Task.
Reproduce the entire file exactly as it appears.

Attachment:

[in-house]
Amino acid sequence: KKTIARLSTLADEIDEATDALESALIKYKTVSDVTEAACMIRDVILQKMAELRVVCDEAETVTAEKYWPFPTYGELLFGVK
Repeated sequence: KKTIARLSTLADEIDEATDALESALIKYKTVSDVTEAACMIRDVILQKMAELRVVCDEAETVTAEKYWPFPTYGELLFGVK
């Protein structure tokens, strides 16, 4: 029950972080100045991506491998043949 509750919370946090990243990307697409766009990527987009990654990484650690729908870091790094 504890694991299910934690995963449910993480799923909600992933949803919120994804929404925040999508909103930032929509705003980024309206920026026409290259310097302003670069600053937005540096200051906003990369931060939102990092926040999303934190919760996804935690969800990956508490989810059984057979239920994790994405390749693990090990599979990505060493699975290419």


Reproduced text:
[in-house]
Amino acid sequence: KKTIARLSTLADEIDEATDALESALIKYKTVSDVTEAACMIRDVILQKMAELRVVCDEAETVTAEKYWPFPTYGELLFGVK
Repeated sequence: KKTIARLSTLADEIDEATDALESALIKYKTVSDVTEAACMIRDVILQKMAELRVVCDEAETVTAEKYWPFPTYGELLFGVK
């Protein structure tokens, strides 16, 4: 029950972080100045991506491998043949 509750919370946090990243990307697409766009990527987009990654990484650690729908870091790094 504890694991299910934690995963449910993480799923909600992933949803919120994804929404925040999508909103930032929509705003980024309206920026026409290259310097302003670069600053937005540096200051906003990369931060939102990092926040999303934190919760996804935690969800990956508490989810059984057979239920994790994405390749693990090990599979990505060493699975290419």